The primary benefit of this approach is that it has extremely low numerical viscosity, making simulating fluids such as smoke and water possible at sane grid resolutions. The downside is considerably more complexity than a purely grid-based solver; you need to track particles, perform the mapping between particles and grid (and vice versa) and have some sensible scheme to reseed particles when either there are too few or too many in a region.
To play with the method I implemented it in C++, largely following Robert Bridson's Fluid Simulation for Computer Graphics. It is a canned example demonstrating variable density flow under the influence of gravity using an body force proportional to the fluid 'concentration', a sort of poor-man's Boussinesq approximation. The simulation below was performed on a 100x100 auxiliary grid with 16 particles per grid-cell. This is more than the 2x2 typically used, but helps get around reseeding. As this is not free-surface flow, there are particles everywhere which allows causes the smoke to form nice instabilities and finally turbulent mixing (although I did not run it particularly far).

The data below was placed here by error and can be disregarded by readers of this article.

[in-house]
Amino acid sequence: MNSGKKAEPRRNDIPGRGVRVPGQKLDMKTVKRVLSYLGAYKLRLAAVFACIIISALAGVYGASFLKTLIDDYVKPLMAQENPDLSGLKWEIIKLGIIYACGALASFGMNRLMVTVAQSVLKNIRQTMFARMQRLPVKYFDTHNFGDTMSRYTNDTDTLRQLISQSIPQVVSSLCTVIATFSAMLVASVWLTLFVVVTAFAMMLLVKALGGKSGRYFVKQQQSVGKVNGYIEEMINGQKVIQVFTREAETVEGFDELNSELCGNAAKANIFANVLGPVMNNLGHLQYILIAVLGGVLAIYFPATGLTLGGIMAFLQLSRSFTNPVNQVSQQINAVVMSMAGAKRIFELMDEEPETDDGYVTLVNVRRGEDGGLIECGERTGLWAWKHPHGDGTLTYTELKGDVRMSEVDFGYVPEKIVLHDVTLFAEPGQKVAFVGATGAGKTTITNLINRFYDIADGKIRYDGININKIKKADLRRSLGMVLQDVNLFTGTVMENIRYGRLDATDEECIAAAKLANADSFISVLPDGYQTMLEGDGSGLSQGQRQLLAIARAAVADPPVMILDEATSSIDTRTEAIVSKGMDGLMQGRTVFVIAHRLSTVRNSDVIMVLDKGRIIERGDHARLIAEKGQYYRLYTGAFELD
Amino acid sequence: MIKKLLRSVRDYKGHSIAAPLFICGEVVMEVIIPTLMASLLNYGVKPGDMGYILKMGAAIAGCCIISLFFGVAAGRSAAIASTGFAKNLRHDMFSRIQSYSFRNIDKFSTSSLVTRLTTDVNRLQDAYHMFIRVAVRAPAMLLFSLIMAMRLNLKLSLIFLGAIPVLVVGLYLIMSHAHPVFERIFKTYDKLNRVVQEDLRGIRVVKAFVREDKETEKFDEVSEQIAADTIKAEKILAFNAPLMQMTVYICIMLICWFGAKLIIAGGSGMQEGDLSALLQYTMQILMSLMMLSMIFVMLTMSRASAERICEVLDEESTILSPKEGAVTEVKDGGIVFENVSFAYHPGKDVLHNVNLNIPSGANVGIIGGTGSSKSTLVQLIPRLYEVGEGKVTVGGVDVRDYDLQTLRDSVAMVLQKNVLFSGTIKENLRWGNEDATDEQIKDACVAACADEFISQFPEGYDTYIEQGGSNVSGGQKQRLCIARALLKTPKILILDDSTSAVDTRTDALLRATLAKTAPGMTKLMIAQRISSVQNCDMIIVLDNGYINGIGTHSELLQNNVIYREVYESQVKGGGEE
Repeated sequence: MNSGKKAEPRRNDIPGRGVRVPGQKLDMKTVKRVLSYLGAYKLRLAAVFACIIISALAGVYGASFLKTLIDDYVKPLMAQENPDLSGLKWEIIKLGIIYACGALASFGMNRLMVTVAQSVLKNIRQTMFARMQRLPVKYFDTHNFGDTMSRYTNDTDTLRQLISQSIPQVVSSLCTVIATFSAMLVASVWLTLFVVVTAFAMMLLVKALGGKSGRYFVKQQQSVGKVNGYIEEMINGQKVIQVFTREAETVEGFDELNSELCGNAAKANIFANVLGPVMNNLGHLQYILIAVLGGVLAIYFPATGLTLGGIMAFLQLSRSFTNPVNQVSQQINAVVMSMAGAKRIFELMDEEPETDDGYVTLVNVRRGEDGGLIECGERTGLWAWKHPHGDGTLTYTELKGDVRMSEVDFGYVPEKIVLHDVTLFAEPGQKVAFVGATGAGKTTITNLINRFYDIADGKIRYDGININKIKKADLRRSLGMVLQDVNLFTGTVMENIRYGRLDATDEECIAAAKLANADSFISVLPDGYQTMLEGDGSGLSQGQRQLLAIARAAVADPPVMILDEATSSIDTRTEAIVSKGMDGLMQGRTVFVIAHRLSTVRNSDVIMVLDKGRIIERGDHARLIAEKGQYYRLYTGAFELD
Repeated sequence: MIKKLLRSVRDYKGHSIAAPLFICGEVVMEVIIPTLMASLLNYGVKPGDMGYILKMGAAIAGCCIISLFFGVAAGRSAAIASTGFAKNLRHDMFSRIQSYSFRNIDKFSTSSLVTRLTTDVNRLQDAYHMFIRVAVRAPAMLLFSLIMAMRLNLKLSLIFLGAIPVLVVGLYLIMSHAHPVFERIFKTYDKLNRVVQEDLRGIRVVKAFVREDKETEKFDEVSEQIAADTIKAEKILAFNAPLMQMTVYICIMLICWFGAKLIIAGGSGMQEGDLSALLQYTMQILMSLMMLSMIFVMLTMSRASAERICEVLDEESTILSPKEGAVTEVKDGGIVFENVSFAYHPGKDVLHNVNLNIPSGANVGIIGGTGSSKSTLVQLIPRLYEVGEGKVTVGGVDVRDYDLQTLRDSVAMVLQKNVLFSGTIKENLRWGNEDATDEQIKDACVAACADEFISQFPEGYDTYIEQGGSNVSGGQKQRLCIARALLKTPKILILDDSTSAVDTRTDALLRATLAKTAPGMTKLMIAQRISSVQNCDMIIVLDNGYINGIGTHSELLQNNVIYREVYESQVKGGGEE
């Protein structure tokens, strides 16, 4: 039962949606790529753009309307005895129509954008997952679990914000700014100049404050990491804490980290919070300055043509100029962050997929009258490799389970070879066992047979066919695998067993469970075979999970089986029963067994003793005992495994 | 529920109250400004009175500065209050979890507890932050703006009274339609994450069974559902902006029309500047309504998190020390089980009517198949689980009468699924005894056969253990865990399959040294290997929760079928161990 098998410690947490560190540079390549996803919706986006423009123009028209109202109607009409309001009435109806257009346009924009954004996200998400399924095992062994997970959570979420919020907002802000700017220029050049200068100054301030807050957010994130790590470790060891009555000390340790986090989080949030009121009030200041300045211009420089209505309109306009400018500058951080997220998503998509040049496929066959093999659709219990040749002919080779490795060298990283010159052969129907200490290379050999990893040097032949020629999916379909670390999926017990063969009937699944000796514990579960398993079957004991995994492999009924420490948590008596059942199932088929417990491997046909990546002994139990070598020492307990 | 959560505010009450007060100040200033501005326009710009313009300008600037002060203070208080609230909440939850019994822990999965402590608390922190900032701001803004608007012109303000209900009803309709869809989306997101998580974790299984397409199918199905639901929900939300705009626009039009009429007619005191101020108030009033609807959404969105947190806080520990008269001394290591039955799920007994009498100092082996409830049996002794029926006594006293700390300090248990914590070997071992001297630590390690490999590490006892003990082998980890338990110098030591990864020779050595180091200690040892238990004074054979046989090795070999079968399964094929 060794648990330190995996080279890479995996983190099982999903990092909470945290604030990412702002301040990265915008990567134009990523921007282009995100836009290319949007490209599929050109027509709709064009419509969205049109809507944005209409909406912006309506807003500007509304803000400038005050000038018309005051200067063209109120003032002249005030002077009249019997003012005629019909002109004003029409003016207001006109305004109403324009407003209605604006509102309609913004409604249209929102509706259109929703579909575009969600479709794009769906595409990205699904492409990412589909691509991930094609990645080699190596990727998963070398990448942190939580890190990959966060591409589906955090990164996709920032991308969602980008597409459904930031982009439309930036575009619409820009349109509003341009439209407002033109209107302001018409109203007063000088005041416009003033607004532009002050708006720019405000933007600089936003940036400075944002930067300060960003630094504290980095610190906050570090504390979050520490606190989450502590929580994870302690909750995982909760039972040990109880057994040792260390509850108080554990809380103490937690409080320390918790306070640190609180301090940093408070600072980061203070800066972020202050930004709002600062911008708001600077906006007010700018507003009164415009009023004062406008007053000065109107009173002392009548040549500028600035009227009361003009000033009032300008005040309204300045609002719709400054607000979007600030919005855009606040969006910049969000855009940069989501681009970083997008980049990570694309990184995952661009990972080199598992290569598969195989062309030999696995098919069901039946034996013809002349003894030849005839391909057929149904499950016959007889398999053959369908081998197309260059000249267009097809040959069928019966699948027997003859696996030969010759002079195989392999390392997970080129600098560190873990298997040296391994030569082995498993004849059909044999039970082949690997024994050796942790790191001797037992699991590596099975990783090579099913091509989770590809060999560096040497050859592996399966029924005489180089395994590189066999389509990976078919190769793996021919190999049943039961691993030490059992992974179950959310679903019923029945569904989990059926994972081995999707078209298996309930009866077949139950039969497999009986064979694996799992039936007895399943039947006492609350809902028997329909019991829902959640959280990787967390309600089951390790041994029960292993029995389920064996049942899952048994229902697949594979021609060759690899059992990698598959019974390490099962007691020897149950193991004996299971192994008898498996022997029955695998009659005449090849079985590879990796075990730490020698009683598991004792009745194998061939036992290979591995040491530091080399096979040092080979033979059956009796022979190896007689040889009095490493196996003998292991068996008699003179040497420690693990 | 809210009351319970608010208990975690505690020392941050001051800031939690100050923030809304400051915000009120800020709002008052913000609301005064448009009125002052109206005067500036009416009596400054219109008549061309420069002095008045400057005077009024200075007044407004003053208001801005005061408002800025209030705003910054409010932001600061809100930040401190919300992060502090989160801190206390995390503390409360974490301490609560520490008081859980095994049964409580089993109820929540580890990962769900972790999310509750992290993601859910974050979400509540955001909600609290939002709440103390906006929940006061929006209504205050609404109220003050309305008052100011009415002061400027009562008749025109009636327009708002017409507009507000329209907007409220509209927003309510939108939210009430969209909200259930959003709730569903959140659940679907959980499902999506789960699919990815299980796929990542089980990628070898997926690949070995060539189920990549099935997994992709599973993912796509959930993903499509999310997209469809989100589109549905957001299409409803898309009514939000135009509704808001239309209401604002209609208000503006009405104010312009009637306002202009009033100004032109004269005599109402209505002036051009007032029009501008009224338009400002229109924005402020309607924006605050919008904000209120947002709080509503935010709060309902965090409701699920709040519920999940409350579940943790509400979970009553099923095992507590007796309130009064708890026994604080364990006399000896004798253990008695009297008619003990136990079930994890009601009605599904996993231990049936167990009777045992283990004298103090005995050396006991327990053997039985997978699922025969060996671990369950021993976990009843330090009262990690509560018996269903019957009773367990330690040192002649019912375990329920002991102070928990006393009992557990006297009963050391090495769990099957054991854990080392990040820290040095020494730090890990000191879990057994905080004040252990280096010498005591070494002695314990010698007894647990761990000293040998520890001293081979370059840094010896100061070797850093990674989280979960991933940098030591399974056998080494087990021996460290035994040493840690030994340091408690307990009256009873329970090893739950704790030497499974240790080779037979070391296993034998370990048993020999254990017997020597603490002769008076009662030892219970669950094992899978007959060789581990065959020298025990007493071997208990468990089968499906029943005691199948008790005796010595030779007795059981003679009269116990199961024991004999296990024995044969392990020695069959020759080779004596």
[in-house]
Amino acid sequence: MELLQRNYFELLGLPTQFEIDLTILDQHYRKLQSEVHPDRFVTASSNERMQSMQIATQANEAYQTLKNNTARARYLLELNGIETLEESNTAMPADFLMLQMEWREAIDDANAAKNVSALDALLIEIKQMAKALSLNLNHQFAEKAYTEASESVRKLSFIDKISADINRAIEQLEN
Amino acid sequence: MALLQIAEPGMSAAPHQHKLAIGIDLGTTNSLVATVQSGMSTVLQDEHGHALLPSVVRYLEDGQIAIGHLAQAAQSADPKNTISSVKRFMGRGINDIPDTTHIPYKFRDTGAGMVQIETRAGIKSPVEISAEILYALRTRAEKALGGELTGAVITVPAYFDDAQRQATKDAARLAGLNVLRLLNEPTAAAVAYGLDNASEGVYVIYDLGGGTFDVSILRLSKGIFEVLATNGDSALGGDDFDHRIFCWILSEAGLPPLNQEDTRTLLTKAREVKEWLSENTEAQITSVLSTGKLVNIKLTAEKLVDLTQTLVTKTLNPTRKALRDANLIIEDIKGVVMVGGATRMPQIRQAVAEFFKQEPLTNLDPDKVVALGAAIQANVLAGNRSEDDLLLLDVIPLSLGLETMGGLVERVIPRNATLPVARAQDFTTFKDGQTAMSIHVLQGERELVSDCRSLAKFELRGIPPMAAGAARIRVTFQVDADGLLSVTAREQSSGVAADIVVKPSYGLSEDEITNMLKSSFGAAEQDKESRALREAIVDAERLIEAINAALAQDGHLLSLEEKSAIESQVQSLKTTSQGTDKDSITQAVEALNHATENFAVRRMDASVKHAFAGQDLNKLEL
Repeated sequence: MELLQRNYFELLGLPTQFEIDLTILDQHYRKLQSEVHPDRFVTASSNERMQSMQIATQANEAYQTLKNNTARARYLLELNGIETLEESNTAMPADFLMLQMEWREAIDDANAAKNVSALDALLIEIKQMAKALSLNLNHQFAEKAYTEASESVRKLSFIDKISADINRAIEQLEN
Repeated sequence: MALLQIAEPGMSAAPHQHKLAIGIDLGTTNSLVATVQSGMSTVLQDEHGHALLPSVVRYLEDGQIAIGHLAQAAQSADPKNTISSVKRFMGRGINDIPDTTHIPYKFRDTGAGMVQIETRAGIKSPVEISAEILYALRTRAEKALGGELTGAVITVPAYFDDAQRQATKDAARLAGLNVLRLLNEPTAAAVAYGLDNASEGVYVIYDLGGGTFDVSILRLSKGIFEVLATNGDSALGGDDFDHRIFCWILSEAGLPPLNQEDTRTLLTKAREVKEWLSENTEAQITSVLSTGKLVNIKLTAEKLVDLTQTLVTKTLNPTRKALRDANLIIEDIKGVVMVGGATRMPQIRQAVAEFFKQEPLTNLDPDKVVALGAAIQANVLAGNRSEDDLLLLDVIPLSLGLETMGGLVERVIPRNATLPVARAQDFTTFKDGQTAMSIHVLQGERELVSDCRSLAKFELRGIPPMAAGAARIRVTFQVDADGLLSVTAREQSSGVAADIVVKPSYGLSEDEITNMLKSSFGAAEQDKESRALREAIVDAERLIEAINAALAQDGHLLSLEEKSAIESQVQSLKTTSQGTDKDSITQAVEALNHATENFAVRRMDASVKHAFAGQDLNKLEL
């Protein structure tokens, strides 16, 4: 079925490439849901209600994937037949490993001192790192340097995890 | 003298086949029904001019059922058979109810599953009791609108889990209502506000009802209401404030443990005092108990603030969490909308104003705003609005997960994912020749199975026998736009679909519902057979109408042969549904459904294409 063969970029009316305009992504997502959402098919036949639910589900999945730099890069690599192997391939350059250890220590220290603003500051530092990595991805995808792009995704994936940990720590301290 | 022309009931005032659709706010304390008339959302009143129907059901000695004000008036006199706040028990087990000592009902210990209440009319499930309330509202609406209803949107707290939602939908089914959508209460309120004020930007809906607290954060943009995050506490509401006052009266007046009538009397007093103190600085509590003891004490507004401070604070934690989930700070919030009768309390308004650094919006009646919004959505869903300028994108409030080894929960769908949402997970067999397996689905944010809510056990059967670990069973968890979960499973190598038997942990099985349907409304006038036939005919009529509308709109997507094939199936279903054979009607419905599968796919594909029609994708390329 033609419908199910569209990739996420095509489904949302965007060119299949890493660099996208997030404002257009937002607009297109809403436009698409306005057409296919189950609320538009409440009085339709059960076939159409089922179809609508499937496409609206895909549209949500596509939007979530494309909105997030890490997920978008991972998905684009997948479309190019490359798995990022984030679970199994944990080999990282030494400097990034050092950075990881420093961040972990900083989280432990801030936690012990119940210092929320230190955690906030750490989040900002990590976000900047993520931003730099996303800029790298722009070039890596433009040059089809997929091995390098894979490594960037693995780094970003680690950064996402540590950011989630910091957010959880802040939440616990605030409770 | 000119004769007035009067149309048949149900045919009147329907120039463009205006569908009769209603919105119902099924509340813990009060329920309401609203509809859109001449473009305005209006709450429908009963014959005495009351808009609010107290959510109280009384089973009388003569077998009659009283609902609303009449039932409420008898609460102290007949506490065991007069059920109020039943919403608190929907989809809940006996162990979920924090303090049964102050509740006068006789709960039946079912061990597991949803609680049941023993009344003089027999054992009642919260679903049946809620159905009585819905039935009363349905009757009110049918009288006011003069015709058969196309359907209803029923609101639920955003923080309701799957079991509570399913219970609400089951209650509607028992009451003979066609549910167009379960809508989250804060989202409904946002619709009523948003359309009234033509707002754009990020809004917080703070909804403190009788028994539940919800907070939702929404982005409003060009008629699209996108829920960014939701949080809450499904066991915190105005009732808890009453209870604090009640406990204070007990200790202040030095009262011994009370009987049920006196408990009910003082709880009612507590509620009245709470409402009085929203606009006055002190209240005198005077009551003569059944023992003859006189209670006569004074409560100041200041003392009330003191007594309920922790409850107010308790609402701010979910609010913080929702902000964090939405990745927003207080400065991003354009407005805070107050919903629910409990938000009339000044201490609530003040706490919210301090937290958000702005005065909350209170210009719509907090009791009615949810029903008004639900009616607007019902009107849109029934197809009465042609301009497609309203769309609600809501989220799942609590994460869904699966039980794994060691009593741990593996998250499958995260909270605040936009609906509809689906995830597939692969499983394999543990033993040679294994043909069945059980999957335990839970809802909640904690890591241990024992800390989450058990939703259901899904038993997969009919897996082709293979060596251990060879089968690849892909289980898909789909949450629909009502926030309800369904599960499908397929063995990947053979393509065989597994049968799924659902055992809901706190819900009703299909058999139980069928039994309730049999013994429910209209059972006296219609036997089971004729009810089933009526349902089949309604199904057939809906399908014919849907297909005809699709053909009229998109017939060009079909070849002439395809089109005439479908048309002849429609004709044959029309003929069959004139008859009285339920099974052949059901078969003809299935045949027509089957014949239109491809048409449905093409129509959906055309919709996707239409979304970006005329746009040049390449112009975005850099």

In order to have an unmangled version of the code available to myself, I am posting it here. It is uncommented and unstructured, but (hopefully) fairly understandable once you understand the basic algorithm. The code is bundled with the GMM++ sparse matrix library for the pressure solves and required VTK and CMake for output and as a build-system respectively.
You can download the code here: FLIP2.zip